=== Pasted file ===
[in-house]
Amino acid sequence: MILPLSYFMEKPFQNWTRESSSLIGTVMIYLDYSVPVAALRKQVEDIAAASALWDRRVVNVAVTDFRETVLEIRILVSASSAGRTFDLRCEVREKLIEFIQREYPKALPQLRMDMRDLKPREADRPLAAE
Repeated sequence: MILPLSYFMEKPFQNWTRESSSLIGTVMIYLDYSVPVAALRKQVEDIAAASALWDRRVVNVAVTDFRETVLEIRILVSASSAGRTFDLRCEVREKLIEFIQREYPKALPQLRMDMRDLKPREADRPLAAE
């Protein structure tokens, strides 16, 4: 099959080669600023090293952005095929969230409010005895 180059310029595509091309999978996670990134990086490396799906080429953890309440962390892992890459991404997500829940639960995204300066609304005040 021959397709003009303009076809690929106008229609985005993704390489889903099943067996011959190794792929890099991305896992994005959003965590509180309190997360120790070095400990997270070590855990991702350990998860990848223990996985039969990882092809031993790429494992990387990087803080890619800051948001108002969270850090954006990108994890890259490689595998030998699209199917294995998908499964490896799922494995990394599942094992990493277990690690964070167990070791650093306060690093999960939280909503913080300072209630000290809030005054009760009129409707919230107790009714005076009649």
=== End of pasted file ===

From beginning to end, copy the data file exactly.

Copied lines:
[in-house]
Amino acid sequence: MILPLSYFMEKPFQNWTRESSSLIGTVMIYLDYSVPVAALRKQVEDIAAASALWDRRVVNVAVTDFRETVLEIRILVSASSAGRTFDLRCEVREKLIEFIQREYPKALPQLRMDMRDLKPREADRPLAAE
Repeated sequence: MILPLSYFMEKPFQNWTRESSSLIGTVMIYLDYSVPVAALRKQVEDIAAASALWDRRVVNVAVTDFRETVLEIRILVSASSAGRTFDLRCEVREKLIEFIQREYPKALPQLRMDMRDLKPREADRPLAAE
């Protein structure tokens, strides 16, 4: 099959080669600023090293952005095929969230409010005895 180059310029595509091309999978996670990134990086490396799906080429953890309440962390892992890459991404997500829940639960995204300066609304005040 021959397709003009303009076809690929106008229609985005993704390489889903099943067996011959190794792929890099991305896992994005959003965590509180309190997360120790070095400990997270070590855990991702350990998860990848223990996985039969990882092809031993790429494992990387990087803080890619800051948001108002969270850090954006990108994890890259490689595998030998699209199917294995998908499964490896799922494995990394599942094992990493277990690690964070167990070791650093306060690093999960939280909503913080300072209630000290809030005054009760009129409707919230107790009714005076009649």